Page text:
Any business owner will tell you that managing business cashflow can be a real juggling act. Cashflow is one of the most common problems that cause business owners to lose sleep. Gaining control of your small business’ cashflow will go a long way to improving your peace of mind and reducing stress.
So how Can a Business Improve its Cashflow?
Identifying certain triggers in particular sales and payments will make a significant difference to cashflow management. Analysing outgoing payments and noting when they regularly occur will go a long way to ensure strong cashflow. Some of the key areas to consider are:
- Payroll for staff
- Supplier payment terms and conditions
- Australian Tax Office
- Finance including bank fees and loans
- Payment to suppliers
- Customer payments including refund policies
There are number of business costs that must be accounted for to help create better cashflow management for your small business. Becoming aware of business costs and when they are due takes us to the next step…
Being aware of every cost to the business goes a long way to helping solve cashflow issues. Knowing the impact of these costs and outgoings will further help understand and improve cashflow management for your business over the course of a month or quarter.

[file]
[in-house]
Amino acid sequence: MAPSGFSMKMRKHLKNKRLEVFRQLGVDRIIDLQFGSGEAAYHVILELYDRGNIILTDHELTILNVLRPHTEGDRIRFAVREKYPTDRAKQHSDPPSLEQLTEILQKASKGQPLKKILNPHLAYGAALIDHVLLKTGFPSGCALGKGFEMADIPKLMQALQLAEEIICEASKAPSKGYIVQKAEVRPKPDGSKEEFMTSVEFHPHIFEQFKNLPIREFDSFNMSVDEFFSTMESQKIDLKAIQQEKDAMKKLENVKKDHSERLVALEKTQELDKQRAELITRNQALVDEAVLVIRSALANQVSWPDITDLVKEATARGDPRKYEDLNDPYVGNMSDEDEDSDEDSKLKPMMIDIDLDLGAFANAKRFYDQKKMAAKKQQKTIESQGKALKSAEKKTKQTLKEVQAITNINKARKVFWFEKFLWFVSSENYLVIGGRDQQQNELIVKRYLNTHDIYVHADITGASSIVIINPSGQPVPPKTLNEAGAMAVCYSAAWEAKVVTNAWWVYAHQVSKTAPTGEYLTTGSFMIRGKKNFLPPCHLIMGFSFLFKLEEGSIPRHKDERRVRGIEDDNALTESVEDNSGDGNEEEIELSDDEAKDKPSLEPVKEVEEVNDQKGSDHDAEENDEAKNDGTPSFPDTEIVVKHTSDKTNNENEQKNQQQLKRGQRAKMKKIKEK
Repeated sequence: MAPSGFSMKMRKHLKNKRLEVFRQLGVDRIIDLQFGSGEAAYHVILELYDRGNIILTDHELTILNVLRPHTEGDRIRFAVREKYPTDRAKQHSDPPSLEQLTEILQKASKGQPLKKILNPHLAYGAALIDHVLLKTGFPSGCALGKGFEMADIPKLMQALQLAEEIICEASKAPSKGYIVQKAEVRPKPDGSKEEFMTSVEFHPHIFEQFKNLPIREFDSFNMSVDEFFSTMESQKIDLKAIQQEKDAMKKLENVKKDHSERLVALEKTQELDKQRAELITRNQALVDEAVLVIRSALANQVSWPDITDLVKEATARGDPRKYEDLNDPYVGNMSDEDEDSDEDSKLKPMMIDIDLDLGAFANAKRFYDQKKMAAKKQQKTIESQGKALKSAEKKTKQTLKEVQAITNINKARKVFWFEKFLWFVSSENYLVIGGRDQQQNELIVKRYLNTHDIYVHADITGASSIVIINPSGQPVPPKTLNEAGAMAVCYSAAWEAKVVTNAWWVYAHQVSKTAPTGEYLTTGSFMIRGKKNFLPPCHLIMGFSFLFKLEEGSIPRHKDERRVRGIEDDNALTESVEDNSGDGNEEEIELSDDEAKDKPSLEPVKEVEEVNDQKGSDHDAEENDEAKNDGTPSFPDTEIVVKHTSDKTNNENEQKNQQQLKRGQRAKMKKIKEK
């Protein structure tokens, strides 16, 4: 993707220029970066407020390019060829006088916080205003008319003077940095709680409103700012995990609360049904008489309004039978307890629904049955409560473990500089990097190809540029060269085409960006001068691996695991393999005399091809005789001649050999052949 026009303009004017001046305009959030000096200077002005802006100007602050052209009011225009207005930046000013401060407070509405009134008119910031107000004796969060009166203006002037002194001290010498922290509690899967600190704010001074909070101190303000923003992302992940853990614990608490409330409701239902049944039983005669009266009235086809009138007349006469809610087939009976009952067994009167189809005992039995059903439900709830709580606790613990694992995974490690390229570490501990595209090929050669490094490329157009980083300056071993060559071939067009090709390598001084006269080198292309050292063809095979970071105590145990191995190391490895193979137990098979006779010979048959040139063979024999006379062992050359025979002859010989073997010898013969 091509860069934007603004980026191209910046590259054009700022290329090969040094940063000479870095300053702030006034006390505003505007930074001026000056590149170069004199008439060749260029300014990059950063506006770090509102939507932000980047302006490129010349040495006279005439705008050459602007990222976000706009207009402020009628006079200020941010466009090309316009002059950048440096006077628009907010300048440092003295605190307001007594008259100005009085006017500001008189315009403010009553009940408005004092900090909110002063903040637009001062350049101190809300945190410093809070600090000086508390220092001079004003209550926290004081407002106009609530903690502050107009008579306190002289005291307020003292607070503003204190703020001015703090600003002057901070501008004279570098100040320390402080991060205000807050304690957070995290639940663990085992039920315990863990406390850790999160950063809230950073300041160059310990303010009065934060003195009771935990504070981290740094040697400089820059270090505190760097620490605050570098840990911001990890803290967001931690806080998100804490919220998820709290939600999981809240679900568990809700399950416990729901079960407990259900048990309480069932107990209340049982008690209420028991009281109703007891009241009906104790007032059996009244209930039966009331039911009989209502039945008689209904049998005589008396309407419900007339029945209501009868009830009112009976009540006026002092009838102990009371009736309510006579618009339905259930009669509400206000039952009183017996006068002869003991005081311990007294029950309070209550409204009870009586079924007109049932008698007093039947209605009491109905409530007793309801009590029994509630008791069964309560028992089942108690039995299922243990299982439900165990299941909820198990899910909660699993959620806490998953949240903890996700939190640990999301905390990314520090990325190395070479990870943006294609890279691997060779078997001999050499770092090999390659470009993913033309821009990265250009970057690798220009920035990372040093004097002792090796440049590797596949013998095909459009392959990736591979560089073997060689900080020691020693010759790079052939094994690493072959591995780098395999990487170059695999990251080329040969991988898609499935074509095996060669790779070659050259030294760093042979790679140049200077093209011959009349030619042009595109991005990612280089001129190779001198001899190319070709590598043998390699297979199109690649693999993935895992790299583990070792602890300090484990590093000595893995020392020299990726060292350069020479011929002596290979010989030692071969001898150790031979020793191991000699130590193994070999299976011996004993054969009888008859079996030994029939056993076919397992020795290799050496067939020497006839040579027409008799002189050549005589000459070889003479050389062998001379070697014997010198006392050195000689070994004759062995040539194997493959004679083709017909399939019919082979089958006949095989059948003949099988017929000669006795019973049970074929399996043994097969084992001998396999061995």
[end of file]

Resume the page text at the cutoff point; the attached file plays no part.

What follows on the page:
Outgoings that need to be paid weekly, fortnightly, monthly or quarterly can be prioritised or delayed according to payment terms and conditions to improve cashflow. Minimising the incurrence of late fees or interest costs is a priority. Obviously, not meeting terms or paying suppliers late will result in interest payments or penalties being applied – all of which are detrimental to positive cashflow. Being aware of supplier’s terms and conditions and ensuring your organisation’s terms and conditions are robust is critical to business continuity.
Along with these cashflow areas, there are other key triggers including:
- Staff payments, especially with casual and full time workers or during busy trading periods
- Finance costs especially with large payments for equipment
- Outstanding debtors and overdue invoices – Coming to terms with debtors to create agreements can make paying off invoices quicker and easier
- Running accounts receivable reports
Chasing customers for payments adds to the stress when you have expenses to pay. Implementing invoicing systems that are fast, on-time, and automatically follow-up outstanding invoices helps keeps cash flowing.
Cloud Accounting and applications can assist businesses large and small with their cashflow management. Cloud-based accounting solutions forecast business income and costs better and create a system to trigger key information that helps assess major business decisions such as major purchases or use of finance that impact on cashflow.
New cloud accounting software options such as Xero and QuickBooks Online are powerful applications that automate many business tasks and generate reports quickly, helping you understand your position better. Being securely cloud-based, these cutting-edge systems allow you to access information from anywhere on any device. Accessing real-time financial data gives businesses greater control and allows better business decisions to be made.
If your looking for more information on how to best manage your cashflow check out our blog around 5 tips to improve your cashflow or speak to one of our experts today.